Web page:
8:14 AM  
Blogger murat11 said...

anno: I'm glad you enjoyed the ride. Surely, you all did not try the organic cotton cloth diaper service yourselves?

I greatly appreciate your description of the merlin-esque library, but in truth, what shudders forth in these Braxton-Hicks poems is more the result of an entirely different metaphor: my lint collector brain. The beauty of mesmeric sound is I needn't know the meaning, if rhythm and rhyme-ish rhyme are my quest.

I do indeed have the 16 volume OED shrunk into the 2 volume with magnifying glass version, but in this digital age, they are hardly necessary, if indeed still wonderfully nostalgic. Digitally, there ain't nuthin' a good rhyming dictionary and online lexicon can't do. What's fun is when that bizarre-looking, but perfect-sounding, word just happens to fit in more ways than one.

9:30 AM  
Blogger gautami tripathy said...

In one word..


Champions of writing and bonding

10:22 AM  
Blogger murat11 said...

Thank you, my other GT friend.

10:31 AM  
Blogger paisley said...

have you ever thought of offering a reading of these poems on your post,, i would love to hear the way you express these words audibly... i can imagine a frantic run,, and collapsing,, breathlessly at the finish line....

12:06 PM  
Blogger Granny Smith said...

This is brilliant word play, personal and societal observation, and description of surrender under the stress of sleep deprivation! It's a long time since I've been there, but some things you never forget.

1:34 PM  
Blogger alister said...

Oh lordy and thankfully, Thoreau’s Walden, where Lizbeth Finn-Arnold found her muse, formed well into a pond beyond even that distinction, what with lush green brush and trees all around and virtuoso manure so abundant that “Watch your step” signs were required to be placed every so many feet. Listen, the prolific Mr. Baby screamed red-faced into the Gov’s ear, When a guy needs Huggies, he needs Huggies, capice? Ms. Richards flushed a bright red herself and passed a law 45 degrees past the north point. And that changed that.

10:08 PM  
Blogger murat11 said...

paisley: I like your idea; I'll have to see if any of my geekier bloggers can hook me up. Your description of reading this poem was dead on; I read it at a party last night in just such a way. I pretty much reads 'em as they come pouring into my brain. Gonna have to get Acanthopterygious down, before we head for the studio.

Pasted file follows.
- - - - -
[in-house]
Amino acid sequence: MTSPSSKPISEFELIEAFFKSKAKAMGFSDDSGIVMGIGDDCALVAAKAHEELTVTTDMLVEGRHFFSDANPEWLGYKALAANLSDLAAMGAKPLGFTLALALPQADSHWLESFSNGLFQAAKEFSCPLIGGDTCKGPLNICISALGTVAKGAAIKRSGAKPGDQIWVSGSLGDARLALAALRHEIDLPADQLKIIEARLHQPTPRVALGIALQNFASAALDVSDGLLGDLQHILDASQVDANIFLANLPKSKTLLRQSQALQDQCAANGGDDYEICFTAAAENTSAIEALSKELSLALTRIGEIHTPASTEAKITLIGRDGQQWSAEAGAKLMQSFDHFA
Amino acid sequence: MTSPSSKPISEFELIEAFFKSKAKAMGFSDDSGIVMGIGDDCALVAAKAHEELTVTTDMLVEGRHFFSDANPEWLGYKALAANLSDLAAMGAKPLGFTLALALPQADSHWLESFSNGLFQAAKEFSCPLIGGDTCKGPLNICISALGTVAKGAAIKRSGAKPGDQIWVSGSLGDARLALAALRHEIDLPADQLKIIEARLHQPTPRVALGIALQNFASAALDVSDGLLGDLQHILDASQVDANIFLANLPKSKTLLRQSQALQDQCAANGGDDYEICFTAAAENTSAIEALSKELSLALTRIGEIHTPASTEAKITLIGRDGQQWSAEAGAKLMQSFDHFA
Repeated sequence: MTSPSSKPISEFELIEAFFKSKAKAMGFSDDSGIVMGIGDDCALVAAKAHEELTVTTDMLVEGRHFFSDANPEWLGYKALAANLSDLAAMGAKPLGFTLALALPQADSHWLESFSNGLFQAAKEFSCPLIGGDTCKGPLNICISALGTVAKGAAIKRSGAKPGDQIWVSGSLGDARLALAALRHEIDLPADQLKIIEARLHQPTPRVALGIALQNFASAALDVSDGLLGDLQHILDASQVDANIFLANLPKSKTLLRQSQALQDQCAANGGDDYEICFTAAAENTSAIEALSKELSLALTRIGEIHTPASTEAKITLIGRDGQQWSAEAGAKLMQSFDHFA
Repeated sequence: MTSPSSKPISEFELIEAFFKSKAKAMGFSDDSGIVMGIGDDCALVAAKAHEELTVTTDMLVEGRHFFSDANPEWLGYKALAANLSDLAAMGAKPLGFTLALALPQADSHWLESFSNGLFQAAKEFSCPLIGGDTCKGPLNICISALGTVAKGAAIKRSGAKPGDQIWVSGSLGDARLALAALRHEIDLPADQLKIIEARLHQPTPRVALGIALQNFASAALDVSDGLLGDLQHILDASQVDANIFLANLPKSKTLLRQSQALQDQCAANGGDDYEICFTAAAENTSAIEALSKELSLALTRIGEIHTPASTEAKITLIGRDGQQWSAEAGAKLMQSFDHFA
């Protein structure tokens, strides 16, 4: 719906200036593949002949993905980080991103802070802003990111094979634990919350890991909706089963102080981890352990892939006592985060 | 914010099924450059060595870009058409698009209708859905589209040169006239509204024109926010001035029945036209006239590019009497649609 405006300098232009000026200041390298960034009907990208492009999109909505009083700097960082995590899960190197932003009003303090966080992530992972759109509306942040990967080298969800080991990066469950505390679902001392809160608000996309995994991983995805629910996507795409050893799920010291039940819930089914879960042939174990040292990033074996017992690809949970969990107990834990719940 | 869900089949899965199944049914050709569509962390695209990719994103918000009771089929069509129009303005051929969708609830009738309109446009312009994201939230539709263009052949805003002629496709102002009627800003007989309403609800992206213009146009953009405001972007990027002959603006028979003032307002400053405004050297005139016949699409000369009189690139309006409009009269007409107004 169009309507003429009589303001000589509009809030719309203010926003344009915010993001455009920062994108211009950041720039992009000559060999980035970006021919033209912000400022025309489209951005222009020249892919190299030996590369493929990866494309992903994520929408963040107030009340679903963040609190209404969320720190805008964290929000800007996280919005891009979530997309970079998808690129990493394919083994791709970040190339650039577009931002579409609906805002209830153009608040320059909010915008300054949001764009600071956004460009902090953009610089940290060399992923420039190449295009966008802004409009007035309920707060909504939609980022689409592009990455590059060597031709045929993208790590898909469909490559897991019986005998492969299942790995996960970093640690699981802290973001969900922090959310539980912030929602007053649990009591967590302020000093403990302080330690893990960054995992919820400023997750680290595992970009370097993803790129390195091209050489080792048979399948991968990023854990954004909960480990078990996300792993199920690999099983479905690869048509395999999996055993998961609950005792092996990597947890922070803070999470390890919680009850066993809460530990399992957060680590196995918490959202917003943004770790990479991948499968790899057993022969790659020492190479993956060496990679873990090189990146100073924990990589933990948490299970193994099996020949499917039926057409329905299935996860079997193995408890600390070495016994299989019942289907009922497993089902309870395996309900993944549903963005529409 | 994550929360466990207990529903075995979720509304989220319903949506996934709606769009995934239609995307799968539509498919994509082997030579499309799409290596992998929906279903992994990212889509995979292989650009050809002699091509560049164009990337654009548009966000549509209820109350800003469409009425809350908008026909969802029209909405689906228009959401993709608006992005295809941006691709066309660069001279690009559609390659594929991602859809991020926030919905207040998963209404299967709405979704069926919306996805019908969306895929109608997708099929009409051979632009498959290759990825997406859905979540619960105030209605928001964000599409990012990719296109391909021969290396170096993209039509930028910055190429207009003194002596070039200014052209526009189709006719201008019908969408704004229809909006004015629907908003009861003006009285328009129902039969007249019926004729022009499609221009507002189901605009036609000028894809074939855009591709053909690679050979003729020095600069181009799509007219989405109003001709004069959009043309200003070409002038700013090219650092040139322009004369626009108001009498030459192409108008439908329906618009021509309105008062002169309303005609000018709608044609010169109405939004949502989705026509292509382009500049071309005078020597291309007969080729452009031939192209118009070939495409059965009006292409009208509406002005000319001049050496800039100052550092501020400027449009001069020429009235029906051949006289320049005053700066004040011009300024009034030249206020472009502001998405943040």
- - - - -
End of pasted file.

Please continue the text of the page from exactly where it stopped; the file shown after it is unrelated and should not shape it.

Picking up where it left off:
6:34 AM  
Blogger murat11 said...

Thank you, Granny Smith: It's funny how, even in its goofier context, the word "change" rings like a clarion when I read the poem aloud. No more radical changes in my life than the love of mi esposa and the birth of this beautiful boy into our lives, change.

6:39 AM  
Blogger murat11 said...

Lady A: I can always count on my up-stater to give me a little lagniappe to go with the commentary. I thank you, as always, my bright shining sister.

The last time I saw Governor Ann was at La Dolce Vita (or some such gela-terious name) in Austin, about ten years ago. She was sitting right next me in the tiny cafe, enjoying her own sweetness.

While a first year UT social work grad school student, my clinical instructor asked us to do a presentation on one of the ten Austin movers and shakers that had recently been named in the American-Statesman. Most of my cohorts simply researched and presented. In most uncharacteristic fashion at the time, I called up Ann's office (she was then a county commissioner) and went for a visit. I think she was still drinking (hard) in those days, or had recently stopped: that beautiful transfiguration shine wasn't yet on her face, but she was very gracious to this raw Texas boy: I think we were scheduled for about thirty minutes max, but we lingered on for a good hour or more. Always a warm place in my heart for another lovely royalty like yourself.

6:56 AM